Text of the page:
Benner: Well, I was at a tournament a number of months ago called Surf Cup in San Diego. I think it is the biggest soccer tournament in the nation,  with teams from all over the U.S. and as far away as Hawaii and Japan.  The tournament is sponsored by Nike, and as you walk into the playing field, there is a large Nike store. It got me thinking. Companies such as Nike, Puma and Adidas get so much from households such as mine (we have three club players in our house, and it is very expensive to keep us all outfitted and equipped). I started to wonder what these companies do to 'give back.' I knew our small charity was running into a dry well. We had given everything, and I wasn't getting the response I wanted from local clubs.  

Patch: How did you reach out to them?

Benner: I was able to track down the marketing VPs of soccer for Nike, Puma and Adidas. I wrote a letter that I thought was passionate. I also gave them my charity's Web address, and we hoped for the best. Out of the blue, Nike sent brand new CONCACAF balls—boxes of them. We couldn't believe it.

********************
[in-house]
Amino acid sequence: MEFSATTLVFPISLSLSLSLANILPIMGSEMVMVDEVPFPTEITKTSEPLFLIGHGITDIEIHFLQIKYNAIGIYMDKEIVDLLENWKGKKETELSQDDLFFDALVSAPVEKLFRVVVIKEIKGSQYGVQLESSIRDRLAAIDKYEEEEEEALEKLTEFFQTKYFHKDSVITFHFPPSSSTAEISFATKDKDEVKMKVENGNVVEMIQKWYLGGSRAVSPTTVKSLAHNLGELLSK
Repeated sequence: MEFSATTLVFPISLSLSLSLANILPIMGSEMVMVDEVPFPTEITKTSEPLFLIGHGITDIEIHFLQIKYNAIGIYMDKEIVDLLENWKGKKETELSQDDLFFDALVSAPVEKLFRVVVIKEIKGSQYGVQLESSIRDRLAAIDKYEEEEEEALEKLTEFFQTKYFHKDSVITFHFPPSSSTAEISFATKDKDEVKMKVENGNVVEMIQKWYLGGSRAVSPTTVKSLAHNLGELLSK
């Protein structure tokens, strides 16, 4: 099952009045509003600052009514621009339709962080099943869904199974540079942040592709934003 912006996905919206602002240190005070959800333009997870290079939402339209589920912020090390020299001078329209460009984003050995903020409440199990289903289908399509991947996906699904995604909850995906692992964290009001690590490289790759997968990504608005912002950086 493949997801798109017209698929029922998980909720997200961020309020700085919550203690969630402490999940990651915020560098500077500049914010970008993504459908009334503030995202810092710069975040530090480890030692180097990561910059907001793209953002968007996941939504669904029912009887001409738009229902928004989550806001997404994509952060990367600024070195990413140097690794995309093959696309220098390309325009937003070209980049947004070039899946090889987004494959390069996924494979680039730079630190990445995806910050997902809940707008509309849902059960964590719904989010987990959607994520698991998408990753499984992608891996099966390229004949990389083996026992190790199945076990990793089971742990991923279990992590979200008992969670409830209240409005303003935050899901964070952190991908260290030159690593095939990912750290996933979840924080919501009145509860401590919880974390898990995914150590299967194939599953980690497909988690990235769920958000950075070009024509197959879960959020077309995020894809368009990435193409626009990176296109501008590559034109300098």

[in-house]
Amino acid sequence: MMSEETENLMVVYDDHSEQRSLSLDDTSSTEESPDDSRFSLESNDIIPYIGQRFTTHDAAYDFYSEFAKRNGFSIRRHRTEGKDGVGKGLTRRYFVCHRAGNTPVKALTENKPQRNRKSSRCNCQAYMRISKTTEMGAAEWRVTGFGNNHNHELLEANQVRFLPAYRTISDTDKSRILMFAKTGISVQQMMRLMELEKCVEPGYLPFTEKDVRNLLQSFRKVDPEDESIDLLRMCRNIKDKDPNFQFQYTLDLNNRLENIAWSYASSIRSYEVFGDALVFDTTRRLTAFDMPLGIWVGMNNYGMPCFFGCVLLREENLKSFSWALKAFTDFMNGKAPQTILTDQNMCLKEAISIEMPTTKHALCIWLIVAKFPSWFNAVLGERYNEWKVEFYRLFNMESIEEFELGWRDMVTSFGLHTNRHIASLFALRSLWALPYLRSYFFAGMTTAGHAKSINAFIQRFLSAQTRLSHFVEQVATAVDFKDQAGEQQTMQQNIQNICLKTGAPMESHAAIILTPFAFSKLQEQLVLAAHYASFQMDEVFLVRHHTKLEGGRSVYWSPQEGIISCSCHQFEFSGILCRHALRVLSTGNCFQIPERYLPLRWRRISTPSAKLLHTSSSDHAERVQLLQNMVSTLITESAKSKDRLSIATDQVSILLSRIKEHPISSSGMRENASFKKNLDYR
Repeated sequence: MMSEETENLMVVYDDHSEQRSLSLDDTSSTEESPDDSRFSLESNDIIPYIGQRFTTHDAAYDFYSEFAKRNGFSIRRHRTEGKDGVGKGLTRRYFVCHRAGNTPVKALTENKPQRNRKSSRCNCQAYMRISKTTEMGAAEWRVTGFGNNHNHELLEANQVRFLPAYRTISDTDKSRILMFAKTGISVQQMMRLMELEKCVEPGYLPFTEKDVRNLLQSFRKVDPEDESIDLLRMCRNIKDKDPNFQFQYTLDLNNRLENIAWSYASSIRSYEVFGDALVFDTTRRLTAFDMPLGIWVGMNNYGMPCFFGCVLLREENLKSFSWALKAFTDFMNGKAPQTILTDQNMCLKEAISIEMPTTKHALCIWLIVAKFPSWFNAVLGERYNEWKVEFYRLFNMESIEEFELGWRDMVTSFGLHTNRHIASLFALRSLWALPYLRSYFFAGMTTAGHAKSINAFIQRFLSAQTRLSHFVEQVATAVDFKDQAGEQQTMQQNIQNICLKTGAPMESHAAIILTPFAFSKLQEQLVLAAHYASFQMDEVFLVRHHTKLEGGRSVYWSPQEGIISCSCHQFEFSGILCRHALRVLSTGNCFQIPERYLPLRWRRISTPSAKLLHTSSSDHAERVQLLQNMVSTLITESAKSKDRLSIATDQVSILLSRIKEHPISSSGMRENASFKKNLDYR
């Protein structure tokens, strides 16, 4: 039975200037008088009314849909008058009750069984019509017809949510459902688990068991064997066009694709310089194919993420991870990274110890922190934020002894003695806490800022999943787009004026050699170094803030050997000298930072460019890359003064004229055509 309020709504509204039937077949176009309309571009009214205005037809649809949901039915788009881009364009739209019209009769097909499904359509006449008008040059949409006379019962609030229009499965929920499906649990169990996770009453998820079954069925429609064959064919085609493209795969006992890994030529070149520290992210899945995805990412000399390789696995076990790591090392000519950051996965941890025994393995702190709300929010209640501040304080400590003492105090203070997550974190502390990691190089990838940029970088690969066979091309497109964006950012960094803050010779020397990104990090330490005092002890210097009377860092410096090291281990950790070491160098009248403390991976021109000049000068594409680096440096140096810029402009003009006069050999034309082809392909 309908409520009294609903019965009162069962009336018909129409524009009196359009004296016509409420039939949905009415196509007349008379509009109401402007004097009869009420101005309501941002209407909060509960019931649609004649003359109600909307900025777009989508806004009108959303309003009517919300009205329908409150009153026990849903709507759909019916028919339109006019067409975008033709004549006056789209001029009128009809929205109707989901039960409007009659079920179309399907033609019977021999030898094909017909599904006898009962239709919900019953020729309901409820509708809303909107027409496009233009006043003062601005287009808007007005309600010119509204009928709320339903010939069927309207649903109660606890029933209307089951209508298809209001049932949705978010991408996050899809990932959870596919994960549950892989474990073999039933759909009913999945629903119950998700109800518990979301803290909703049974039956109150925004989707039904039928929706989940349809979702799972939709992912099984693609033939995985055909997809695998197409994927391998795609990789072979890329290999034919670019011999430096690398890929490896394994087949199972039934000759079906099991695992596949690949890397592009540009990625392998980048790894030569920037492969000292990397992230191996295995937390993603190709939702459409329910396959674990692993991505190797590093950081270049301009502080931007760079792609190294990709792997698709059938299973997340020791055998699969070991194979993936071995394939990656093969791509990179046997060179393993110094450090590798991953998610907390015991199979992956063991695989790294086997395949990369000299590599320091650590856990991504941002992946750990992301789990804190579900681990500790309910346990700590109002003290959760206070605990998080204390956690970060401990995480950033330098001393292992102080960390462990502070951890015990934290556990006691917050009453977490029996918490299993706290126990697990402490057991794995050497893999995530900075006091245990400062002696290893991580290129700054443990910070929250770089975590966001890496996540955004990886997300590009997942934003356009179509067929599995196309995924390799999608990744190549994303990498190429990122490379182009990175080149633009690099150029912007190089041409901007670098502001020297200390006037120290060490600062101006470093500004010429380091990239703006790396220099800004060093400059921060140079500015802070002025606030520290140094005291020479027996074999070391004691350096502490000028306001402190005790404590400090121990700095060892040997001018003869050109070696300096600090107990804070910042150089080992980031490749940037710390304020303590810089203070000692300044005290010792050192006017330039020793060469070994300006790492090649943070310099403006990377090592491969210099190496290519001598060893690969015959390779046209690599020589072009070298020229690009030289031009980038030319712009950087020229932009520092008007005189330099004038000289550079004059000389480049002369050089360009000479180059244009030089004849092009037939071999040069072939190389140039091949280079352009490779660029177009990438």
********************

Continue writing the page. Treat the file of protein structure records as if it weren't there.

Patch: Did anyone else help you with the development of the charity?

Benner: My dad helped me design the website. That was the biggest hurdle. My mom, who is Latina, was able to write to the charity and correspond in Spanish.

Patch: When will you make the trip to deliver the items?

Benner: We're linking with our friends who introduced us to the orphanage. We'll likely tie our trip with theirs to make the biggest impact.

Patch: What drives you?

Benner: I am the first of four children, so I feel sometimes that I have a responsibility to maximize what my parents have given all of us. School and soccer are sort of like jobs for me. I stay focused because I have a dream to enter the U.S. Foreign Service or CIA. I have had this dream for years, and I know how competitive the field is. I guess those two things—that is, my goal to make my parents proud and my passion to serve our country—are what keeps me going on days when I have school, practice, my internship ...